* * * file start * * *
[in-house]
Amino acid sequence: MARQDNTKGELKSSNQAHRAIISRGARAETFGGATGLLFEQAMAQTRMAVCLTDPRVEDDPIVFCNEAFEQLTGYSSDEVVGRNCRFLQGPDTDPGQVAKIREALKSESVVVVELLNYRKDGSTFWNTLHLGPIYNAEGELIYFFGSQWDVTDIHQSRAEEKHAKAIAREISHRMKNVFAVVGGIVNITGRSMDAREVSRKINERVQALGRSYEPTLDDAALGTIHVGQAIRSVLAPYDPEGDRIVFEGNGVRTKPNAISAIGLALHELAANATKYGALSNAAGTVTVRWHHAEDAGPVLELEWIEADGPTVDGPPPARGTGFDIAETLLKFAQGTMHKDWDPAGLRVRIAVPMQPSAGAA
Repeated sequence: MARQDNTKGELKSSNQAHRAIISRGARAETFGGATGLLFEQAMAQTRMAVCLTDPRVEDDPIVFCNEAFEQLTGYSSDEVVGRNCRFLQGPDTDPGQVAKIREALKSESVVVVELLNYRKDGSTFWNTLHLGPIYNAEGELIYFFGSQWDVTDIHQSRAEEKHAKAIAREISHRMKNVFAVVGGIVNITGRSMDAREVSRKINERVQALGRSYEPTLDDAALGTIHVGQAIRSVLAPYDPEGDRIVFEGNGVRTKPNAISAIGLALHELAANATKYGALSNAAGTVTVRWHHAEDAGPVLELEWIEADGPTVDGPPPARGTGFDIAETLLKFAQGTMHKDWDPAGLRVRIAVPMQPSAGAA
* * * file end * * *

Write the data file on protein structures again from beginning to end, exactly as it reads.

[in-house]
Amino acid sequence: MARQDNTKGELKSSNQAHRAIISRGARAETFGGATGLLFEQAMAQTRMAVCLTDPRVEDDPIVFCNEAFEQLTGYSSDEVVGRNCRFLQGPDTDPGQVAKIREALKSESVVVVELLNYRKDGSTFWNTLHLGPIYNAEGELIYFFGSQWDVTDIHQSRAEEKHAKAIAREISHRMKNVFAVVGGIVNITGRSMDAREVSRKINERVQALGRSYEPTLDDAALGTIHVGQAIRSVLAPYDPEGDRIVFEGNGVRTKPNAISAIGLALHELAANATKYGALSNAAGTVTVRWHHAEDAGPVLELEWIEADGPTVDGPPPARGTGFDIAETLLKFAQGTMHKDWDPAGLRVRIAVPMQPSAGAA
Repeated sequence: MARQDNTKGELKSSNQAHRAIISRGARAETFGGATGLLFEQAMAQTRMAVCLTDPRVEDDPIVFCNEAFEQLTGYSSDEVVGRNCRFLQGPDTDPGQVAKIREALKSESVVVVELLNYRKDGSTFWNTLHLGPIYNAEGELIYFFGSQWDVTDIHQSRAEEKHAKAIAREISHRMKNVFAVVGGIVNITGRSMDAREVSRKINERVQALGRSYEPTLDDAALGTIHVGQAIRSVLAPYDPEGDRIVFEGNGVRTKPNAISAIGLALHELAANATKYGALSNAAGTVTVRWHHAEDAGPVLELEWIEADGPTVDGPPPARGTGFDIAETLLKFAQGTMHKDWDPAGLRVRIAVPMQPSAGAA